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Midlands Voices: Universal mask wearing is truly necessary during this health crisis

Midlands Voices: Universal mask wearing is truly necessary during this health crisis

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The writers are all M.D.s at Nebraska Medicine and faculty members at the University of Nebraska Medical Center.

As infectious disease and critical care specialists at UNMC and Nebraska Medicine, we bear firsthand witness to the human toll of COVID-19 on a daily basis. While we are happy to see Nebraskans getting back to work and slowly restoring normalcy to our lives, we also sense a growing gap between the public’s perception that the worst of the pandemic is behind us and the reality that we continue to teeter on the precipice of disaster.

How the pandemic plays out in Nebraska largely depends on the collective result of how each of us acts individually. Just as the old Smokey Bear advertisements focused on personal responsibility to prevent forest fires, the same message is relevant here: Only YOU can prevent COVID-19.

Your safety, and the safety of your family and your neighbors, rest upon the actions you take in the coming weeks and months. So, what can you do?

You can start by wearing a mask.

Every citizen must commit to preventing spread if we are to make it through the summer without another major wave of infections. One of the most important actions is to wear a face mask or facial covering in public or when within six feet of someone who does not live in your house. We know that a mask reduces the likelihood that the wearer will infect other people, and because so many people with COVID-19 are completely symptom-free, masking has a large impact in reducing transmission.

In addition, universal mask-wearing in hospitals has dramatically reduced COVID-19 infection rates among health care workers, indicating that masks may protect the wearer as well. Masks also provide an important behavioral cue for increasing social distancing and hygiene.

Some Nebraskans seem to think that the danger of COVID-19 is overblown, or that the disease affects only older people and the sick. Daily rounds on our COVID critical care service tell us differently. A recent day’s census for critically ill patients with COVID-19 — 35 — was higher than ever, and of those, half were under the age of 60, and half were on ventilators.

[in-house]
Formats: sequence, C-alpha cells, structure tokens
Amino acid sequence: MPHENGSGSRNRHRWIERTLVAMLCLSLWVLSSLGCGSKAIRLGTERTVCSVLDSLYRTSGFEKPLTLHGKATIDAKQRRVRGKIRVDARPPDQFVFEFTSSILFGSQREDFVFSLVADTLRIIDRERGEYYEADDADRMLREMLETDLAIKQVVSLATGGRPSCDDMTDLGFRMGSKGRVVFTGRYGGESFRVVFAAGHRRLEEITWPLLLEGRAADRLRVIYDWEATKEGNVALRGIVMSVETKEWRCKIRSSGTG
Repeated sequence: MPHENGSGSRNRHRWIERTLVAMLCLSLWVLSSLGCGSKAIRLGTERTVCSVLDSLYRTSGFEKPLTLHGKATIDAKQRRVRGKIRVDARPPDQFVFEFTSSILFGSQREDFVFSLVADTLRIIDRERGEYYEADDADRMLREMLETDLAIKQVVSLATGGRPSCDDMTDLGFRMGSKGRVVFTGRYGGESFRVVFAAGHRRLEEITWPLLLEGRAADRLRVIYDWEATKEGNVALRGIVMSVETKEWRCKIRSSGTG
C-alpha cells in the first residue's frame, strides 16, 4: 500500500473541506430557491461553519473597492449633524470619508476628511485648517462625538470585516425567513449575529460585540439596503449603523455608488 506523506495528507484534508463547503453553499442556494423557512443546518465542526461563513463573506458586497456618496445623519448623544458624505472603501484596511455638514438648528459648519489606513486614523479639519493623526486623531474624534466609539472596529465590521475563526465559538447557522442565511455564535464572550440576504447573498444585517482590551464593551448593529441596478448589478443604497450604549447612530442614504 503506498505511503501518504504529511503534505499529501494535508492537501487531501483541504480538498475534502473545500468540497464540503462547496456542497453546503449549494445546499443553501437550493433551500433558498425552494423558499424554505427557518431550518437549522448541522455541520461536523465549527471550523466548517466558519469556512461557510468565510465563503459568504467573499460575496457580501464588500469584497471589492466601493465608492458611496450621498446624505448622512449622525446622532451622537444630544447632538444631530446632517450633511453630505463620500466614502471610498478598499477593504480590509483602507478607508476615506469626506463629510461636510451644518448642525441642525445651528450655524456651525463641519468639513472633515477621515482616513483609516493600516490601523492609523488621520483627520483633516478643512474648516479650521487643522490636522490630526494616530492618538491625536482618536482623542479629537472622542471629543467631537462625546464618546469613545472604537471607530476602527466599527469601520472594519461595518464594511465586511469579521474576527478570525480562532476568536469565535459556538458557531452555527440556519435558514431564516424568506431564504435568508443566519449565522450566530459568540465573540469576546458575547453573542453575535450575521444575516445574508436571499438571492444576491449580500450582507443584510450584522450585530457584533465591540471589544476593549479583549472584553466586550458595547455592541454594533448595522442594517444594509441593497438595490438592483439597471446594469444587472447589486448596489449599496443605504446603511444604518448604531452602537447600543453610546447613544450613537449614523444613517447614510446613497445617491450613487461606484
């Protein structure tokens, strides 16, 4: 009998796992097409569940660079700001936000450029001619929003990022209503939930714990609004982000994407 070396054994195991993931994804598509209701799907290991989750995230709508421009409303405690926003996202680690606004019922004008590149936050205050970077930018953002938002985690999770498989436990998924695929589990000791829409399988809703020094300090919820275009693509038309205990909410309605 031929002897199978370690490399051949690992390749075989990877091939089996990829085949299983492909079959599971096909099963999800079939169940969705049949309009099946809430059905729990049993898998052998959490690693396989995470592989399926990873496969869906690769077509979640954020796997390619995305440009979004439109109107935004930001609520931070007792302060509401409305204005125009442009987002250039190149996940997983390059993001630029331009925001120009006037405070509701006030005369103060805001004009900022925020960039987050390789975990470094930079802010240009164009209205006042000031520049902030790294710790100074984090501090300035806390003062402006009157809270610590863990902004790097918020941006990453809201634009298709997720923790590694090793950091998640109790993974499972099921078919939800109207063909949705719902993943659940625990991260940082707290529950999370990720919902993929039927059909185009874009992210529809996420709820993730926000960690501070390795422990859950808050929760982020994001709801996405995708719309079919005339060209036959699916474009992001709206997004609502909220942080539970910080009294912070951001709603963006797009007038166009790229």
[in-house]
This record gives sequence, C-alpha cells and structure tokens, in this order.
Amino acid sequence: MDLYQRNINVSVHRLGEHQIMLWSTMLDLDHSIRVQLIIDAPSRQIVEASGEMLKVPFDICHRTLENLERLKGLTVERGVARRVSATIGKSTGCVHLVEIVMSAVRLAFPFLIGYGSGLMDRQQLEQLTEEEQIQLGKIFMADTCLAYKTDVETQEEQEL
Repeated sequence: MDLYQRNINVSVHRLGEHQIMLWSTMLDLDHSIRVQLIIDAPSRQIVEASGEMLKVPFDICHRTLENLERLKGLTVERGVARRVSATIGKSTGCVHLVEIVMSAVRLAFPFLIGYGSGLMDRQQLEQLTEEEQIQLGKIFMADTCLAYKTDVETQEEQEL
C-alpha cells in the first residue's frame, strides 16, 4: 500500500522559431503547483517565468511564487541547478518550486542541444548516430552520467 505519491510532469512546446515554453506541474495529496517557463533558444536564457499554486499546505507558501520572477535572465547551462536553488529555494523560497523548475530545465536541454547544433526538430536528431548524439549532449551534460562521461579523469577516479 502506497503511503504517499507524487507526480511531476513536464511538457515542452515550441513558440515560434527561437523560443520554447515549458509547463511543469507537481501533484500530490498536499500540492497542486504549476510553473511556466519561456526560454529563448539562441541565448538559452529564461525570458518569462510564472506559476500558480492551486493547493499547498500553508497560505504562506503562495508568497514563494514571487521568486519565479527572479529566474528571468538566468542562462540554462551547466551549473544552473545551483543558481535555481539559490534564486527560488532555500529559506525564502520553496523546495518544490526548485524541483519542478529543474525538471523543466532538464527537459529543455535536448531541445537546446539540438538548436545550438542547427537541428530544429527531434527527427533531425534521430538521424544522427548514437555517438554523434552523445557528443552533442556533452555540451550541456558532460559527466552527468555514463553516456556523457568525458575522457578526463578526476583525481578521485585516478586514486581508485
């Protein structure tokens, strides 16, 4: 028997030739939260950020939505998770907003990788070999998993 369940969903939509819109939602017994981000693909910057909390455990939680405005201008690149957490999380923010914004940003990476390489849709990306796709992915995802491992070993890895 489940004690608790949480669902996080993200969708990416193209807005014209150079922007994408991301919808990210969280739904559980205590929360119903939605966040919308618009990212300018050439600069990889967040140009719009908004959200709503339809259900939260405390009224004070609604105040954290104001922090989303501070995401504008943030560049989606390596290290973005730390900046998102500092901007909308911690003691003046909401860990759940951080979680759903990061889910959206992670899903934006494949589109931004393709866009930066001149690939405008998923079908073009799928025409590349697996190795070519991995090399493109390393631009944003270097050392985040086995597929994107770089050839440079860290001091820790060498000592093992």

Others think that the pandemic is essentially over, and case counts will necessarily fall. However, some states such as Georgia that re-opened business early and adopted more relaxed social distancing measures are seeing case counts rise again. While it is true that Nebraska’s health care system has not been overwhelmed to date, the reality is that the aggressive mitigation measures we adopted early — closing schools and businesses, limiting public gatherings, etc. — are what have held the epidemic in check. The vast majority of the population remains susceptible to infection, and if we relax our efforts now, we will certainly experience a recurring epidemic in the next six to eight weeks.

Our strategy to avoid this is two-fold: We must increase testing and case tracking (which is happening) and improve compliance with hygiene and social distancing measures (which is not happening).

Several countries that have successfully suppressed COVID-19 have made face masks a central part of their strategy, including Czech Republic, Taiwan, Austria and Israel. It is time we take personal responsibility for the safety of our families and fellow Nebraskans and do the same. Any quality two- or three-ply facial covering will do. Make sure you completely cover your nose and mouth and be careful to wash or sanitize your hands before and after touching your mask.

The CDC’s website has excellent guidance for those seeking more information.

Mask wearing can make all the difference in the coming weeks and months. Widespread adoption of masks sends a valuable signal of solidarity and caring — much needed sentiments at the moment. “When I wear a mask, I protect you. And when you wear a mask, you protect me.” That is a powerful social contract.

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